Unskilled domestic workers suffer in silence

’MATHATISI SEBUSI

MASERU – After her husband passed on five years ago, ’Malefu Matšosa’s life took a turn for the worse forcing her to take a job as a domestic worker. The 40-year-old mother of a teenage son’s first salary was a meagre M500 per month and the hours were excruciatingly long. Because the money she brought home at the end of the month was not enough to meet all her family’s needs, so she decided to migrate to South Africa hoping for a better paying job.

But what was in store for her in South Africa was something she had not anticipated in any way. Instead of getting the job she desperately needed, she found herself without a roof over her head and having to sleep on the streets on an empty stomach on several occasions. The abuse she suffered is revolting, though she declines to speak in detail about what actually transpired out there. The nights she says were long, empty and very cold but she had to persevere because the odds were stacked against her.

She eventually sought sanctuary in a tin shack located somewhere in Soweto where she was crammed with several other women from other countries who were also in search of employment.“The shack we stayed in was at a recruitment agency in Soweto and it was terrible when it rained because water would flood the house and we would wake up in a pool of water.“We had no option but to stay there and wait patiently for potential employers to come pick the ones they wanted. We paid for our stay failing which our passports were confi scated.

“On dark days we went to bed hungry. How long one remained at the recruitment agency depended on how lucky one was to get employed; some only spent a few hours, while others spent days and at times even months,” she says. To survive, some of them got involved in underhand activities that sometimes put their lives at risk. “To quickly secure a job, one had to look shabby and vulnerable, the desperate look worked in our favour because it got us employment very fast.“But low wages, excessively long working hours,vulnerability to physical, mental and sexual abuse and restrictions on freedom of movement were the order of the day,” she says.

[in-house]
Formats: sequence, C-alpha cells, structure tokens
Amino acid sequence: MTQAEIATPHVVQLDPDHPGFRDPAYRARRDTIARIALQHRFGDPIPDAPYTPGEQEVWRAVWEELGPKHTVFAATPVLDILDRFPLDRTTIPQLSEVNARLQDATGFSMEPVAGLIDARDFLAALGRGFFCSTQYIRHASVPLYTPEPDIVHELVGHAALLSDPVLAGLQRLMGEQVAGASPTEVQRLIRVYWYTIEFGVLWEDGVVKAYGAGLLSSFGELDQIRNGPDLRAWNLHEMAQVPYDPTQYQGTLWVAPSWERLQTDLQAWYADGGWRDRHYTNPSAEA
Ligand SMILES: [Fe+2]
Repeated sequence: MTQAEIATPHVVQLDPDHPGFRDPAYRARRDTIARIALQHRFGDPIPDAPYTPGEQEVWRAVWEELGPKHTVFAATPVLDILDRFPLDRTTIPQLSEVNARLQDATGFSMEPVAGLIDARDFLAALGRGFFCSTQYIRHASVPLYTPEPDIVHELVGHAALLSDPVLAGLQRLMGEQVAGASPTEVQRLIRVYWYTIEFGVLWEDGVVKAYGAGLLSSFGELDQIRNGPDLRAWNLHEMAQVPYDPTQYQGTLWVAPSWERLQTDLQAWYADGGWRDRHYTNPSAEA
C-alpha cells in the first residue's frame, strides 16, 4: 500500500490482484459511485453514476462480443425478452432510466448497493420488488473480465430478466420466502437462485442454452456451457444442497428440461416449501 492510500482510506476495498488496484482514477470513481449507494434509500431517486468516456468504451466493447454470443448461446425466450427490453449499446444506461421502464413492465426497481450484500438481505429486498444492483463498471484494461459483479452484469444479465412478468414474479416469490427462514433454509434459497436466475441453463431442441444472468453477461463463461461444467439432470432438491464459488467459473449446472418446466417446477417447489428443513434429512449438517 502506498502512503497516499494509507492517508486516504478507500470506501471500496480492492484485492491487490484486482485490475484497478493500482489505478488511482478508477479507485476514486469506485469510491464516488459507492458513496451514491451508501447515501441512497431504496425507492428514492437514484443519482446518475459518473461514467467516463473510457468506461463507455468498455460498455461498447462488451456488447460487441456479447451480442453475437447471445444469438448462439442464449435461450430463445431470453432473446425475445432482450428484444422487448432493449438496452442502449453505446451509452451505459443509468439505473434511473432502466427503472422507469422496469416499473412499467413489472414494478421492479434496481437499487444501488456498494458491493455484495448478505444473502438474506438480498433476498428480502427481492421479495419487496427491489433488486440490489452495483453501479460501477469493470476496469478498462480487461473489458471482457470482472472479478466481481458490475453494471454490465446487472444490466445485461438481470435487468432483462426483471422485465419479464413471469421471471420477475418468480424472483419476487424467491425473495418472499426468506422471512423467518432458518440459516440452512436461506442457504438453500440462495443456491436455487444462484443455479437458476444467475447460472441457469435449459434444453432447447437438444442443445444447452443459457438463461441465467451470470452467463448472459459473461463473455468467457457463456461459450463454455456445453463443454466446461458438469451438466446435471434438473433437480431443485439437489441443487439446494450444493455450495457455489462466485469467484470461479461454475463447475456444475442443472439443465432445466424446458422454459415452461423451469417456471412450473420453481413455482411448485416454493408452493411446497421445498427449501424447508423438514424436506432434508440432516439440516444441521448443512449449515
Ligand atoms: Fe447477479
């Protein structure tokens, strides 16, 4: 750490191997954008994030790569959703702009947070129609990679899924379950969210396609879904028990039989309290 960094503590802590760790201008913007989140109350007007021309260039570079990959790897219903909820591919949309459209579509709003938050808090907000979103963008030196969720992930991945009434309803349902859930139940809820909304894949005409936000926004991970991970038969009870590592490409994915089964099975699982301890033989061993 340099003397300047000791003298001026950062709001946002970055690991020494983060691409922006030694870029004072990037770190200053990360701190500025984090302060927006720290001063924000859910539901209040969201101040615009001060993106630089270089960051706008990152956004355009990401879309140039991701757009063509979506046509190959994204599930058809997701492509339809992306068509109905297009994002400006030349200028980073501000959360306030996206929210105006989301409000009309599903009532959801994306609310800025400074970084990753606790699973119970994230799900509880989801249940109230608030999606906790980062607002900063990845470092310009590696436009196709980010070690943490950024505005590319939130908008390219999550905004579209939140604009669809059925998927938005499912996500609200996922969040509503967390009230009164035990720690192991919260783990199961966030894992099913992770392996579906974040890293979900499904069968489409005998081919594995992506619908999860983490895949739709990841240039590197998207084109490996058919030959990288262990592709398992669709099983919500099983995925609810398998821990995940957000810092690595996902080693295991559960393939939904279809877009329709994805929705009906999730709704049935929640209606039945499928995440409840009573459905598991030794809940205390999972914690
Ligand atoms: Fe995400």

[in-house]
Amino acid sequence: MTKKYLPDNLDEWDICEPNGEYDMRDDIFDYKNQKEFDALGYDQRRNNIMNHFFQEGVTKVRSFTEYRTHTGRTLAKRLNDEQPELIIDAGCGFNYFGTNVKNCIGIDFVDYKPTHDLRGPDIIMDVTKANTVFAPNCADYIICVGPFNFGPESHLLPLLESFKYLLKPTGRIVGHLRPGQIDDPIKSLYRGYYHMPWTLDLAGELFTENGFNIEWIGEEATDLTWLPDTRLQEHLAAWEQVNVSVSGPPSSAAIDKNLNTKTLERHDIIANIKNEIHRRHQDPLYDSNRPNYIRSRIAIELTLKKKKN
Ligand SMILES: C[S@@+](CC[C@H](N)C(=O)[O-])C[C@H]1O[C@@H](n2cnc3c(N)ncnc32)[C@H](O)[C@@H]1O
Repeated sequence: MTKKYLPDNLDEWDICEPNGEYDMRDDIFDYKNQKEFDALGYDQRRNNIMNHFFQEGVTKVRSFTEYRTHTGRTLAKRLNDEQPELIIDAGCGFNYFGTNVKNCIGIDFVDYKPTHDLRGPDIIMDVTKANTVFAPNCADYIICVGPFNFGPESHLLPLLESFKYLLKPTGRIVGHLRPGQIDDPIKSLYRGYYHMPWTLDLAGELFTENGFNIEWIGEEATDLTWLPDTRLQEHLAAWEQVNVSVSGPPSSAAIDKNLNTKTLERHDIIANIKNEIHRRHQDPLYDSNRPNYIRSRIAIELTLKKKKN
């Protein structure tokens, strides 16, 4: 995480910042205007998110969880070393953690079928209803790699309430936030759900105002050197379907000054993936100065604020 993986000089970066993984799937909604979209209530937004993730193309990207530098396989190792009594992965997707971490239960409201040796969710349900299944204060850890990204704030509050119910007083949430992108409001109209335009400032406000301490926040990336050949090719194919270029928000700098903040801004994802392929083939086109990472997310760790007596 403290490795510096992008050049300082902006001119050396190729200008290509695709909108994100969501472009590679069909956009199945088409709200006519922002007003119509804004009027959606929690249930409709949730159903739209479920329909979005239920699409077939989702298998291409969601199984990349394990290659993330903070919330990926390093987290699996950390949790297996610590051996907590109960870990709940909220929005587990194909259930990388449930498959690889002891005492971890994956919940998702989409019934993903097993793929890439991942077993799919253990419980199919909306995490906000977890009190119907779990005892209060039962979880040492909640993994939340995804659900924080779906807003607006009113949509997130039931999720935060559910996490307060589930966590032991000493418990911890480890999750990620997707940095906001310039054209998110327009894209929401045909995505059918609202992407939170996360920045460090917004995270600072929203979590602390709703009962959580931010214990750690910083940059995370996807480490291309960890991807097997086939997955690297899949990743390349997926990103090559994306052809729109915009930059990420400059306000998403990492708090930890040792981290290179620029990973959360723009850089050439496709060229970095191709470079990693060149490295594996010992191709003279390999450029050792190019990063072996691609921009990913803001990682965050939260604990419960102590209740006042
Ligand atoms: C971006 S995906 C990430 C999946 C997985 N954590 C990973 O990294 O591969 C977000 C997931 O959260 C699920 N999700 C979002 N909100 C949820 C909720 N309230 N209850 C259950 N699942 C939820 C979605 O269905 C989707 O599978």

Several young women and girls from rural areas in a lot of countries view the move to cities and other countries as a vehicle out of their predicament. This, however, opens them to the rampant risk of human trafficking and sexual abuse. A Women in Informal Globalisation and Organising (WIEGO) report shows that rural poverty has increased in many countries, causing young women to move to urban areas and even to neighbouring countries in search of employment.

The report says the women are not just from poor households or disadvantaged communities but are normally illiterate too. Often they have few employment opportunities, and may face discrimination based on gender, class, race and ethnicity. It also shows that domestic workers comprise a significant part in informal employment and are among the most vulnerable groups of workers. They work for private households, often without clear terms of employment, unregistered in any book, and excluded from the possibility of labour legislation.

“Since cleaning, cooking, and caring for children and the elderly is almost universally regarded as women’s work, men rarely compete in this job market. “Several common features of domestic work set it apart from other types of paid work. First, domestic workers are employed in private homes rather than firms or enterprises. This tends to make them invisible as workers and isolated from others in the sector. They are dependent on the good or bad will of their employer.

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